After 10 years of terrorist attacks on September 11, Americans believe they have less individual freedom and are safer but, the country receives less respect from other nations now than before 11th September 2001. A significant majority of Americans (53%) say the country now is better from threats than it was before the attacks on September 11.
In comparison, almost 8 out of 10 believe Americans now have less individual freedom and almost 7 out of 10 say America is less valued in today’s world than it was before the attack.
The values of freedom of religion, religious tolerance, and separation of church and state are deeply supported by Americans. About 9 out of 10 (i.e. 88% Americans believe America was built on the thought of religious rights for all, even marginalized religious groups. 95% of Americans believe that even if they don’t share the same religious values with those that use them, all religious books should be treated with respect. Almost two-thirds of Americans (66%) believe that we need to uphold a strict division of state and church. Nevertheless, Americans’ ideas of Islam and Muslims are mixed.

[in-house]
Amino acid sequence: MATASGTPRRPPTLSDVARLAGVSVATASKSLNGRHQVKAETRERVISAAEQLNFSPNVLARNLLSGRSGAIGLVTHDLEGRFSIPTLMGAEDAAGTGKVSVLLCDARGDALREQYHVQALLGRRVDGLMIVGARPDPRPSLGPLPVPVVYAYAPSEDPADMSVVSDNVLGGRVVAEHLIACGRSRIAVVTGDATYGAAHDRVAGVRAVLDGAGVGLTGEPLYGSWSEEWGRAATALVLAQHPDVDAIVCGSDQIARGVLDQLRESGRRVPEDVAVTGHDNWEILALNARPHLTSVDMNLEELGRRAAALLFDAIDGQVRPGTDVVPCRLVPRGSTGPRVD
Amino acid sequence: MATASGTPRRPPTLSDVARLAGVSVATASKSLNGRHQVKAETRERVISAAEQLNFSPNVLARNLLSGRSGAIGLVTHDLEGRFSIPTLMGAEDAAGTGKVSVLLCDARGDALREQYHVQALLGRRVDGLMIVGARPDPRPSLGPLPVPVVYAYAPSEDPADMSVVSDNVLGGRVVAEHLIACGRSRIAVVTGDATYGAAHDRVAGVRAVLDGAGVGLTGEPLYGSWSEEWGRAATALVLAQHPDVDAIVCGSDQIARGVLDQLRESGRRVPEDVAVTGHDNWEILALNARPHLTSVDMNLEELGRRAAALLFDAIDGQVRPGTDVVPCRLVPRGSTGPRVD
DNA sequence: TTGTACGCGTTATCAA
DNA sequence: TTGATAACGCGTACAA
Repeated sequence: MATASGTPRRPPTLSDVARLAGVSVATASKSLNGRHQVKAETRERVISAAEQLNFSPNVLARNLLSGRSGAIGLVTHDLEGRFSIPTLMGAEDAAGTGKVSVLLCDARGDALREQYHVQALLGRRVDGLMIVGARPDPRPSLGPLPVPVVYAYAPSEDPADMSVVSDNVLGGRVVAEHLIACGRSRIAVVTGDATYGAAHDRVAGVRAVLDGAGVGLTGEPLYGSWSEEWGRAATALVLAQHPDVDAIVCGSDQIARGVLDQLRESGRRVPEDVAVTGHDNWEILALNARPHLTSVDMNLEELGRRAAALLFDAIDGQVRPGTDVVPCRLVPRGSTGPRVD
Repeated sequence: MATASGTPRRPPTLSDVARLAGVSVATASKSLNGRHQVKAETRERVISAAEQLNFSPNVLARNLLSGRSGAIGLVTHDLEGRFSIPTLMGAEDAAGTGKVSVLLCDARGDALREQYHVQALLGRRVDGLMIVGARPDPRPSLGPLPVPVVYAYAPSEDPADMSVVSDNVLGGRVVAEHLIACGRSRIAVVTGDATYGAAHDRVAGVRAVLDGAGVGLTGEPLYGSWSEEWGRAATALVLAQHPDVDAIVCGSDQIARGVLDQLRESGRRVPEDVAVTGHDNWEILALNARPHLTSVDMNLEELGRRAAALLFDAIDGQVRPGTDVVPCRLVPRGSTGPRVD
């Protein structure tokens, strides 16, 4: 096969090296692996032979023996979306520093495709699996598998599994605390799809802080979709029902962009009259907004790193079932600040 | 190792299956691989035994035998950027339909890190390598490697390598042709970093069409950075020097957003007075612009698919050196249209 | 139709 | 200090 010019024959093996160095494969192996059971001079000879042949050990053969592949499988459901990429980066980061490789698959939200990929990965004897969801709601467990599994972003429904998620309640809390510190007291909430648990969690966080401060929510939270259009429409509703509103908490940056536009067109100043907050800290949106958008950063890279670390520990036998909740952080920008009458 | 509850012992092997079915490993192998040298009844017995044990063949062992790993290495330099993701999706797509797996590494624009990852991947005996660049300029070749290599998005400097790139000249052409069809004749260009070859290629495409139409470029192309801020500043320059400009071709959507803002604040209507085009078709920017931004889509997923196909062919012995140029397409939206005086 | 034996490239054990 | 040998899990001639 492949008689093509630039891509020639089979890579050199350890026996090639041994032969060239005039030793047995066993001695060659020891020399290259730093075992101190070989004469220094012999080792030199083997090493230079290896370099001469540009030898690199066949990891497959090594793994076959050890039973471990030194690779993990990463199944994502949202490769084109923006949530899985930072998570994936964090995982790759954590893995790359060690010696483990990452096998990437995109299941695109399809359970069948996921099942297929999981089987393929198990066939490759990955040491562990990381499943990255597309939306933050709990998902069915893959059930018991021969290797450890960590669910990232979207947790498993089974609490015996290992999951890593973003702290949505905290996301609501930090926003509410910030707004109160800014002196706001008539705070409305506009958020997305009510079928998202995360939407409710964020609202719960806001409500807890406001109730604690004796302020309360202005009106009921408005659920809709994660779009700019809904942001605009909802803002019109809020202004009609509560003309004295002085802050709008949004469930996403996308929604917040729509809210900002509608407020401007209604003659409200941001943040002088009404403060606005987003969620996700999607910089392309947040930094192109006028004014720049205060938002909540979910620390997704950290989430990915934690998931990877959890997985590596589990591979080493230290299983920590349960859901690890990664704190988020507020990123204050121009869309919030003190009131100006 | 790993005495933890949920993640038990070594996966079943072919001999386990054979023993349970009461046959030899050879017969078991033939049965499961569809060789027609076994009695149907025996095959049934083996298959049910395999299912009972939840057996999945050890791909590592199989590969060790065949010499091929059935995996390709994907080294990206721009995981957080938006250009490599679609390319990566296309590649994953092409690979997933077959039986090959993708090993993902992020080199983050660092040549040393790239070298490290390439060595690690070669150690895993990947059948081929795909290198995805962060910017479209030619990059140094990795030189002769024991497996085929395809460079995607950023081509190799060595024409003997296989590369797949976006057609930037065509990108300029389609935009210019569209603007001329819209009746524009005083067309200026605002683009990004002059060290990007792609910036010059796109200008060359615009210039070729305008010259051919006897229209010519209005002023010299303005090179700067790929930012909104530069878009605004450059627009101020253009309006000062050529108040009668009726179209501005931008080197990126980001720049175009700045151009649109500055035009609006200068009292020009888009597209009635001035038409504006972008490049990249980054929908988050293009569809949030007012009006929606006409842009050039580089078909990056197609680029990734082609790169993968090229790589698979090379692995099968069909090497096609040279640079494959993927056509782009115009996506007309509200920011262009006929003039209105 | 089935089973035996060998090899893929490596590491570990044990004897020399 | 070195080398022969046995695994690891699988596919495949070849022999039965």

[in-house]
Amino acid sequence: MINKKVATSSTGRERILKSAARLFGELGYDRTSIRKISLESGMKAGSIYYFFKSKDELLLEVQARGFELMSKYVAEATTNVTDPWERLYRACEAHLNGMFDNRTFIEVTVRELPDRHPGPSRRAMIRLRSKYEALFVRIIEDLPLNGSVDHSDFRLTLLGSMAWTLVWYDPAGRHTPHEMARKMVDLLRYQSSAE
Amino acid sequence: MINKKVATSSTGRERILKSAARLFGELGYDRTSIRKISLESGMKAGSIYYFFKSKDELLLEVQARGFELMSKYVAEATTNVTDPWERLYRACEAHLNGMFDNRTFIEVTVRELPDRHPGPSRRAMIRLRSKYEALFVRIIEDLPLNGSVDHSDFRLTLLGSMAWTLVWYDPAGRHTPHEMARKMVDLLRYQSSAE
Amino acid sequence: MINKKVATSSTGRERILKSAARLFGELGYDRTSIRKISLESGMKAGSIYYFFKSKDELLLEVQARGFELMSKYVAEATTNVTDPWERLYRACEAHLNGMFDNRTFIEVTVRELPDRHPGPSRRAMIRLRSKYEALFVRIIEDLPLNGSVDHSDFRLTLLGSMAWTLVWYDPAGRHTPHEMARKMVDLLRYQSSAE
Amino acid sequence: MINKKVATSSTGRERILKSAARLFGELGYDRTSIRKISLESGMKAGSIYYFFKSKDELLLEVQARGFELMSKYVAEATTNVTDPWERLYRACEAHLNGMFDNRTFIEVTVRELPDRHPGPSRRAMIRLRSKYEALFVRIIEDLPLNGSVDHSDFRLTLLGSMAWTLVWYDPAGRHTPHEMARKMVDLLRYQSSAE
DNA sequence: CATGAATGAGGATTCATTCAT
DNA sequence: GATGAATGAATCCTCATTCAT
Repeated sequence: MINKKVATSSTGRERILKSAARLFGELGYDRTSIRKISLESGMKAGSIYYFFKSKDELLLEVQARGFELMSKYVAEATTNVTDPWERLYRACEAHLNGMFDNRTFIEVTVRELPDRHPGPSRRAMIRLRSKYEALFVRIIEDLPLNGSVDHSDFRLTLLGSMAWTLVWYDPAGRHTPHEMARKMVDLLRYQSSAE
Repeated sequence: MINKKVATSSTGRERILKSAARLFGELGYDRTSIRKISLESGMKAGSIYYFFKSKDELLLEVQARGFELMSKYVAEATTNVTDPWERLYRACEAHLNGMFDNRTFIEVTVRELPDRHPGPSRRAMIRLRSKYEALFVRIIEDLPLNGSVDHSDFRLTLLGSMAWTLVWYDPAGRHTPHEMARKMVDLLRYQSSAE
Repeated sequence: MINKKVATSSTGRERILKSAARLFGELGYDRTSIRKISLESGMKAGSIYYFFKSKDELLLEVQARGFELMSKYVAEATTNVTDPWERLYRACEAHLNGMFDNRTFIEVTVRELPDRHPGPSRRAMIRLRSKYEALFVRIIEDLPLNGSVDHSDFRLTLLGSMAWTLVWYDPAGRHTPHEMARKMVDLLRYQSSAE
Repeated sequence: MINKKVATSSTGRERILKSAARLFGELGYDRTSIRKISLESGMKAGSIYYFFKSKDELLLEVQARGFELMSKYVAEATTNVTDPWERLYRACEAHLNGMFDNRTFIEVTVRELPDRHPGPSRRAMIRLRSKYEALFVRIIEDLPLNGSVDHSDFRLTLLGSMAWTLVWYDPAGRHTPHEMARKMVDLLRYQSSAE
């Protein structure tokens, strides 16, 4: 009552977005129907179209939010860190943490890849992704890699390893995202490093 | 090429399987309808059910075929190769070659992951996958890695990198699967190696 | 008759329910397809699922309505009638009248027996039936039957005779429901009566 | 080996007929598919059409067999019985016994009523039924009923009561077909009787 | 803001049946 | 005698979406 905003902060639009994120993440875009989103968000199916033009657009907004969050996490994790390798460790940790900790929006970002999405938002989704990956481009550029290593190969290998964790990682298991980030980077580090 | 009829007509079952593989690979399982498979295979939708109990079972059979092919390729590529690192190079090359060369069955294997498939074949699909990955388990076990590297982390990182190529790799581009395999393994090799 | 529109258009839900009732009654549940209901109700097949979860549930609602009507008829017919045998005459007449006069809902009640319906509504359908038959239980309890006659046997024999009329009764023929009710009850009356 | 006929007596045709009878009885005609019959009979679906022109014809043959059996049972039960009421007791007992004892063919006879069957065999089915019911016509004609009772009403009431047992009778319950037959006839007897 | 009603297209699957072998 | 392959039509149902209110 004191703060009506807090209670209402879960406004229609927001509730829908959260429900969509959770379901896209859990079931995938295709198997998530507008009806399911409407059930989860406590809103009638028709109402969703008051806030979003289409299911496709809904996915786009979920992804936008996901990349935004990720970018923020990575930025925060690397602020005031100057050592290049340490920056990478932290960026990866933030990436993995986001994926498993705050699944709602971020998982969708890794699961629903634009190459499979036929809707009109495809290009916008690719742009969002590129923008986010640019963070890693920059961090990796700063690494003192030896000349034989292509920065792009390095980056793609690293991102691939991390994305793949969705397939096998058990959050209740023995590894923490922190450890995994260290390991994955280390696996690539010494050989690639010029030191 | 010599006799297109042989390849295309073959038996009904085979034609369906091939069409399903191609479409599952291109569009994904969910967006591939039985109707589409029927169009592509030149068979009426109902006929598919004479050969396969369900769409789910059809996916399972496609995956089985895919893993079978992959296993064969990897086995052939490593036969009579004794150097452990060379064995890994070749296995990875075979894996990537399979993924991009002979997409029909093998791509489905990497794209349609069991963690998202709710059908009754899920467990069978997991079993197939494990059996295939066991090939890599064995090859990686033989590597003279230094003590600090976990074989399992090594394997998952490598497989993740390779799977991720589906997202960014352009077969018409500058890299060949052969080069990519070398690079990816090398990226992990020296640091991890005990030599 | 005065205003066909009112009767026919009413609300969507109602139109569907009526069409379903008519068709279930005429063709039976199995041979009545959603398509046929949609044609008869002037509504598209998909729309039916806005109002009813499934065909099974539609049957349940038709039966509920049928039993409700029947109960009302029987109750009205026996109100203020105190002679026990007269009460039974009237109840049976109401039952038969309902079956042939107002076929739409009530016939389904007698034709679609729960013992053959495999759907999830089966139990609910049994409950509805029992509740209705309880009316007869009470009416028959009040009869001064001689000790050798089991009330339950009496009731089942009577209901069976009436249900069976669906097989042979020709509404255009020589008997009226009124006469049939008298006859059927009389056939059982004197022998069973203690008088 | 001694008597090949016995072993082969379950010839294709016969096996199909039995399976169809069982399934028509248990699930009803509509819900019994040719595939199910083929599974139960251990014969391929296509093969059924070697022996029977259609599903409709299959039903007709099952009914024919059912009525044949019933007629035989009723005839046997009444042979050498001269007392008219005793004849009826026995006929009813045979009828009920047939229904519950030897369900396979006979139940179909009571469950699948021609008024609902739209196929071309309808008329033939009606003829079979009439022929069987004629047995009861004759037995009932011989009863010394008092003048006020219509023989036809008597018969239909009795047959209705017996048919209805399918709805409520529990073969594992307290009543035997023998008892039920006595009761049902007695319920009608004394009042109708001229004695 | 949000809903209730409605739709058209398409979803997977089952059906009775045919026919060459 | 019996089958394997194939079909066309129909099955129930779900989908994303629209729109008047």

As with other religious groups that had historically been overlooked in the history of the United States, Americans are struggling with challenges that Islam raises to the founding principles and way of life in America.
Americans who contribute to the Millennial generation (age 18-29) are twice as likely as elders (age 65 and older) to have daily interactions with Hispanics (44% vs. 17%, respectively), and to talk to Muslims at least occasionally (34% vs.16%, respectively) and African Americans (51% vs. 25%, respectively). Over half (i.e.46%) of Americans agree that white discrimination has become as big an issue as other minority and black discrimination. A small majority (51%) disagree with this.
● A small majority of whites believe that racism has become as big an issue as racism against minority groups, compared with only around 3 out of 10 Hispanics and blacks who agree.
● Approximately 6 out of 10 Republicans and those who associate with the Tea Party believe that white racism is as big an issue as minority racism.
● Americans seem evenly split about whether Islam’s beliefs are at variance with American values and way of life (48% disagree, 47% agree).
There’s something given to the people of America that not everyone has. The ability to thrive and live and most nations are not given that opportunity. To be in America gives people a lot. One of America’s most common rights offered to Americans is the freedom to be who they wish to be and to dwell in a country where small conflicts between states or cultures are not going on. The U.S. provides us with an option to get fed. A lot of starving people don’t surround the people in America.